Astronomers detect echoes from the depth of a red giant star
On March, 17, 2011, an international team of astronomers reported the discovery of waves inside a star
that travel so deep that they reach the core. The discovery was published in the renowned
journal Science, and was possible thanks to precise measurements with the Kepler space
Waves traversing stars,
similar to sound waves here on Earth, were already
known to exist, but up to now only waves in the outer part of the star were observed. They
travel hundred thousands of kilometers deep, and at a certain depth the stellar material
gets too dense to penetrate so that the waves bounce back to the surface. The team now
unexpectedly found the signature of waves that run all the way to the center of the star.
Astronomers love this kind of waves, or stellar oscillations as they call them. Just like a
doctor listens to the sound of your heart to make a diagnosis, or like seismologists use
earthquakes on Earth to probe the inside of our planet, the scientific discipline of
asteroseismology studies stellar oscillations to draw a detailed picture of stellar interiors.
The detection of waves that are able to sense the conditions in the core of a star opens a
window to an inferno which otherwise would remain unreachable and hidden.
The discovery was made in a red giant star. These are elderly stars which our Sun will
become in about 5 billion years. By that time our Sun will have inflated more than 10 times
its current size, and will be about 50 times brighter. At the same time its color will have
changed from yellowish to reddish, hence their name.
'Having a view into the core of these red giants will teach us exactly what will happen to
our Sun when it grows older', says Paul Beck, a PhD student at Leuven university in
Belgium. Paul is one of the many young researchers that are given the opportunity to work
with Kepler data. He, Tim Bedding of The University of Sydney, and Marc-Antoine Dupret
from the University of Liège were the first to notice that some oscillations seemed to
behave differently, 'out of key'. After comparing the observations with theoretical models,
they soon realized that they were looking at waves that feel the conditions in the heart of
At the starʼs surface the oscillations manifest themselves as patches where the
temperature changes slightly, more or less periodically over time. Overall, this causes tiny
variations in the brightness the star, and after the light traveled for hundreds of years
through empty space these changes are now carefully recorded by NASA's space
The team that made the discovery is part of KASC, the Kepler Asteroseismic Science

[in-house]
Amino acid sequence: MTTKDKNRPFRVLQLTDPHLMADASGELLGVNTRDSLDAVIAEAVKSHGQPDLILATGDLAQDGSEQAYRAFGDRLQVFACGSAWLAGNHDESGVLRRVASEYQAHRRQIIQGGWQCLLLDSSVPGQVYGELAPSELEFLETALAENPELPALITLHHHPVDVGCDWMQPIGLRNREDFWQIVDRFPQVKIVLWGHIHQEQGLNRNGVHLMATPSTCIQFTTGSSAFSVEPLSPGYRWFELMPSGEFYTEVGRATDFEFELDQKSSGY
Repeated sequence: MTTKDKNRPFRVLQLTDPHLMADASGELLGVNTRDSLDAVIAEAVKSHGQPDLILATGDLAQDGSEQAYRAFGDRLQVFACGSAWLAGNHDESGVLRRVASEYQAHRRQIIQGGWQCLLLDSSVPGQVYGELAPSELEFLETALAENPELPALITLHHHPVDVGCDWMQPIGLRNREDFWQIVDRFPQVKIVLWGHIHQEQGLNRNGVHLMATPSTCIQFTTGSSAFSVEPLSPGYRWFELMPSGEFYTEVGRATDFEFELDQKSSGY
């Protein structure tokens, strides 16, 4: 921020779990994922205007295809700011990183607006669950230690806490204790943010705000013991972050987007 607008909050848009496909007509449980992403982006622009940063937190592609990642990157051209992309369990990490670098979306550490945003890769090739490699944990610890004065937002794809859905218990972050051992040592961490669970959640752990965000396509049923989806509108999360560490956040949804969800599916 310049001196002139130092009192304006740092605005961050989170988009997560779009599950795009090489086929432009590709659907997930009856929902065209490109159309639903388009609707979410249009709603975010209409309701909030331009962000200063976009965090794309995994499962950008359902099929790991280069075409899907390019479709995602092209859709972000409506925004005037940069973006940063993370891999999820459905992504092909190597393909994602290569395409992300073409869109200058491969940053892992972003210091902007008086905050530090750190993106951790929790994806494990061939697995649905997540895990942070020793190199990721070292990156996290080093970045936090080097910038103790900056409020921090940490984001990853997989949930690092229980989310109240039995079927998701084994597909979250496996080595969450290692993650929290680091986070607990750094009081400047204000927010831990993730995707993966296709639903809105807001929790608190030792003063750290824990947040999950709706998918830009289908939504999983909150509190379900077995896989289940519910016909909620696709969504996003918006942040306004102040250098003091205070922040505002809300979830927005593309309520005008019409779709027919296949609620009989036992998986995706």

Consortium, currently one of the largest consortia in astronomy, consisting of more than
440 astronomers specialized in probing stellar interiors. Its headquarters are located in
Aarhus, Denmark. 'Astronomers of all over the world are taking part in this huge effort to
exploit Kepler data to better understand the interiors of stars', says Hans Kjeldsen of
Aarhus university, the coordinator of KASC. 'The measurements provided by Kepler are so
incredibly precise that we see things we never saw before. It's like traveling in a whole new
The spacecraft is expected to operate for at least another 2 years, and will continue to
measure the same stars, making the datasets better every day. For sure to be continued.
Press release and supplementary information
This computer generated animation illustrates waves, or "stellar oscillations" as astronomers
call them, in red giant stars. The amplitude has been exaggerated to make the waves better
visible, and the oscillations are sped up. In reality, one oscillation takes several hours.
In the first scene a crosscut from the surface to the core of the red giant is given.
Colors were chosen so that the eye can easily follow the waves. In the outer region of the star
the gas particles are moving back and forth, compressing and decompressing the gas, quite
similar as for sound waves on Earth. Most waves inside red giant stars fade out towards the core,
but the waves detected now intensify again in the core of the giant star. The second scene
zooms in on the core to illustrate this. Note that the waves inside the core behave quite
differently from the ones in the outer region.
The animation can be downloaded in the following formats:
For a version of the animation and the figures without copyright information please contact Paul Beck.
| Scene 1: Cross cut through the star
|| Scene 2: Zoom into the near core region \
Links, Figures and art work
We acknowledge the work of the team behind Kepler. Funding for the
Kepler Mission is provided by NASA's Science Mission Directorate. Paul
Beck received funding from the European Community's 7th Framework
Programme, ERC grant number 227224 ( PROSPERITY). Joris De Ridder acknowledges
support from the FWO-Flanders under grant No. G.0728.11. Saskia Hekker
acknowledges financial support from the Netherlands Organisation for
Scientific Research (NWO).
Joris De Ridder